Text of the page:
There are only three ways we can increase its internal energy (which is the sum of its internal potential energy and internal kinetic energy): flow heat into it; do work on it; or add matter to it (and the converse for decreasing its internal energy). If the system is closed (no matter can flow in or out), we are left with only the first two, which naturally leads to the following equation:

ΔU=q+w

Now, suppose, It turns out that we can construct such a function by adding pV to U. We call that function the enthalpy, H:

H=U+pV=>ΔH=ΔU+Δ(pV)=ΔU+pΔV+VΔp

At constant pressure, Δp=0, so:

ΔHp=ΔU+pΔV=qp+wp+pΔV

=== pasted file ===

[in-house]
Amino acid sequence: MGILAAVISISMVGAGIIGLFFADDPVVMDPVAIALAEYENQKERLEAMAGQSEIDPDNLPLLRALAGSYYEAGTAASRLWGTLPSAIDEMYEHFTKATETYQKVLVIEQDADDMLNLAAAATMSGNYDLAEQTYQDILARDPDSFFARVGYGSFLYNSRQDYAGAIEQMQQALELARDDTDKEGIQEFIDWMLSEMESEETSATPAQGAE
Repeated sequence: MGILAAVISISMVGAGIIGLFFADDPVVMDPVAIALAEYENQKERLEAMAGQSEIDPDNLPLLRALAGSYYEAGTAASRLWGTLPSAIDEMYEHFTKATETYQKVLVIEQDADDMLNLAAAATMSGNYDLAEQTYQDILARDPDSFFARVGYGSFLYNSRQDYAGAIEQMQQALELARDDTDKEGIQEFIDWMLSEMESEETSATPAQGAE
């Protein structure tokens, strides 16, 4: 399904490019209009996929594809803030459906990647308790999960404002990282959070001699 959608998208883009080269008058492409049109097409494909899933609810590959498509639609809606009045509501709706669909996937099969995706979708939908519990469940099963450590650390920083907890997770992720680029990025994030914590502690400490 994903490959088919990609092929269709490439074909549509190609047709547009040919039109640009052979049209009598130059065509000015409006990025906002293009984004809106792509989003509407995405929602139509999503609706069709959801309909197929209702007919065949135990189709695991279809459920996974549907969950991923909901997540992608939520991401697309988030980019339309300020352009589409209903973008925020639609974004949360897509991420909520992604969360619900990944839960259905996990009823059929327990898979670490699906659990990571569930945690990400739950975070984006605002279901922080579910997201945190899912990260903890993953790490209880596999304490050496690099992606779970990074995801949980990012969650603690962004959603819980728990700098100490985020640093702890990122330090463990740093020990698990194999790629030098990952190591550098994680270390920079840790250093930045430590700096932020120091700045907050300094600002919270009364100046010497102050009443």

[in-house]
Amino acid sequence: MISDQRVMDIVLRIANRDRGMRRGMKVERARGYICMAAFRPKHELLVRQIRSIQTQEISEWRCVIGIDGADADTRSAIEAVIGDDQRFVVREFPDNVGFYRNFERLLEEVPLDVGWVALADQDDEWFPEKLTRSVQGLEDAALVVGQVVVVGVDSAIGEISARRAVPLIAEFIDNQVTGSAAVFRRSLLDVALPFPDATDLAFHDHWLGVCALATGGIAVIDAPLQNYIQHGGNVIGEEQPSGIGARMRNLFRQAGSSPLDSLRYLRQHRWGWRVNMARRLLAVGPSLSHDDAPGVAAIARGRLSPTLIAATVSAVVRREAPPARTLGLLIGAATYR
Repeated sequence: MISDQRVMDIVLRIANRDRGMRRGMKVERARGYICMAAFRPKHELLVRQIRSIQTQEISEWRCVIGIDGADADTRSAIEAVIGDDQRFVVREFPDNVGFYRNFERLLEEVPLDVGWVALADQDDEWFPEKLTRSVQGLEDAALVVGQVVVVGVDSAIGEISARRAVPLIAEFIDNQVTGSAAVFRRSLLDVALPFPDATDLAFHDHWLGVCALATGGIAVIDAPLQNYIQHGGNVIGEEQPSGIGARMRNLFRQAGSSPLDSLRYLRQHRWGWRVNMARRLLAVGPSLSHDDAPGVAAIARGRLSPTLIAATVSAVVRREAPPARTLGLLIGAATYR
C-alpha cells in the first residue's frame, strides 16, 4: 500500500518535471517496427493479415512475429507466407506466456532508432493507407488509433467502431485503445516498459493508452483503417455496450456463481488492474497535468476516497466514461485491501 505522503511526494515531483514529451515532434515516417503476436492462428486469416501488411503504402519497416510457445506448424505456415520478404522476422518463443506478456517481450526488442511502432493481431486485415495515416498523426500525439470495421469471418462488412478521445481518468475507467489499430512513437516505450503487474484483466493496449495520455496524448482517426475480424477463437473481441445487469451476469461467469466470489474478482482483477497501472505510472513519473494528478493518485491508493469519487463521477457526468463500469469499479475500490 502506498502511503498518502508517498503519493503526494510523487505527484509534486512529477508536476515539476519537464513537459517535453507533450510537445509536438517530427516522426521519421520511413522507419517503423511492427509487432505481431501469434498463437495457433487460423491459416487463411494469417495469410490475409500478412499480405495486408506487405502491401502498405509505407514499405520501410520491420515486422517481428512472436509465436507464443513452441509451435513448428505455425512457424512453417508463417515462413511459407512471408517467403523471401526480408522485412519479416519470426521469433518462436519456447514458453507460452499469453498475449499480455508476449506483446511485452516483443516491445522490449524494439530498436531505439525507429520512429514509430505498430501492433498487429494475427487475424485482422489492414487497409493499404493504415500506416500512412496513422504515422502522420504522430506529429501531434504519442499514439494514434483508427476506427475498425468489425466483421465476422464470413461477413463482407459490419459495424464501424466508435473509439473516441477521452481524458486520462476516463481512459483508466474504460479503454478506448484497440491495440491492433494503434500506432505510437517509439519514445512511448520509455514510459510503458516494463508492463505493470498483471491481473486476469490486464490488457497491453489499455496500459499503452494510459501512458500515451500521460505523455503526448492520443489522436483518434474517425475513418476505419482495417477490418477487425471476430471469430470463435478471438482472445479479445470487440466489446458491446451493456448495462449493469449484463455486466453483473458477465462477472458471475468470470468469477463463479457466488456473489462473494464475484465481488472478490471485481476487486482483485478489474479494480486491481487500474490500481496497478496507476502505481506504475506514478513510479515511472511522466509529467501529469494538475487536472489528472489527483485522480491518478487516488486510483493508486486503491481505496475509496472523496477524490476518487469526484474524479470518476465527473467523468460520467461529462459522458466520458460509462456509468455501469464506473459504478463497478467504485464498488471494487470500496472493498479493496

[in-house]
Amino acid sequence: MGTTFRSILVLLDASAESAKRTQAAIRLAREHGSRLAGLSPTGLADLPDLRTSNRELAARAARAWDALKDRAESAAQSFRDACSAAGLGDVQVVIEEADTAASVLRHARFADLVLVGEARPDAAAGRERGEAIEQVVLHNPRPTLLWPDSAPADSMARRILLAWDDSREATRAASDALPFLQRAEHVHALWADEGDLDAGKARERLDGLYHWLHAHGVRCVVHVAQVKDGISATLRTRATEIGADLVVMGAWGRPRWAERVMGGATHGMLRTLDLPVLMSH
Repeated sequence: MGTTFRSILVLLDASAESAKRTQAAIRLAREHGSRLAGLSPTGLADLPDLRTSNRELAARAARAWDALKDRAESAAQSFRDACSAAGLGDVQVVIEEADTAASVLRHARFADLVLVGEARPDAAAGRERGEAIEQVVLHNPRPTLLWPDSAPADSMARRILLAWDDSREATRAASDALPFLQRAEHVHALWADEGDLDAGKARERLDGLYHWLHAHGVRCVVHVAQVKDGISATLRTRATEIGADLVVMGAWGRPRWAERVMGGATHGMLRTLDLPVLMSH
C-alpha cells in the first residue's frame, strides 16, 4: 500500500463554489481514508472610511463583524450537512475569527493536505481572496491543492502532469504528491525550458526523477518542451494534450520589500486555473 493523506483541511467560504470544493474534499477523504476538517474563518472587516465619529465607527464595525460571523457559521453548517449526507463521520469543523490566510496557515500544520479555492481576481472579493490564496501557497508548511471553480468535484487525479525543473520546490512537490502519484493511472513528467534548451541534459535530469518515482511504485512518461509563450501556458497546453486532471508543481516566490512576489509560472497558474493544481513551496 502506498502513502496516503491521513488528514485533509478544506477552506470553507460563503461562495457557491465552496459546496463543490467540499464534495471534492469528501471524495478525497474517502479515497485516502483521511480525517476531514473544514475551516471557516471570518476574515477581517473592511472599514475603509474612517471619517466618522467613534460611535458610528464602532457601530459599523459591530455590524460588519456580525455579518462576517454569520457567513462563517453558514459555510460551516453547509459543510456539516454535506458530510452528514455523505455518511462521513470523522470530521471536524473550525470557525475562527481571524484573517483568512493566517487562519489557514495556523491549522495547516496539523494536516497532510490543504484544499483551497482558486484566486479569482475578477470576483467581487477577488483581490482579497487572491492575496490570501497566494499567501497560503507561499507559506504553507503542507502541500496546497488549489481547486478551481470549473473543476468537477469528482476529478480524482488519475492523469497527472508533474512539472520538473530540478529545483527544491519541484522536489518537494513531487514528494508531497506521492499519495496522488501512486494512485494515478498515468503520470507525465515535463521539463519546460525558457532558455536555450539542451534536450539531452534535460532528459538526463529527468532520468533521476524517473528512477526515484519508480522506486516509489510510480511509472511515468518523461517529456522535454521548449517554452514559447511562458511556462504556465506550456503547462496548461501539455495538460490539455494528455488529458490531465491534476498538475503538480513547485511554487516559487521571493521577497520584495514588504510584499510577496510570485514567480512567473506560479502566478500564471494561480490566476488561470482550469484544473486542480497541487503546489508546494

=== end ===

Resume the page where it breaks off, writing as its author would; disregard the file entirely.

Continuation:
But at constant p, psys=pext. Thus, if we only have pV work:

wp=−pextΔV=−pΔV

Hence:

ΔHp=qp−pΔV+pΔV=qp

Let's compare a reaction at constant pressure with one at constant volume. At constant V, with pV-work only, qV=ΔU (because, with pV-work only, wV=0). Suppose the reaction is exothermic, and the volume of the products is greater than that of the reactants, i.e., ΔV>0. You can see from the equations that ΔH will be less negative than ΔU, i.e., less heat is evolved at constant pressure.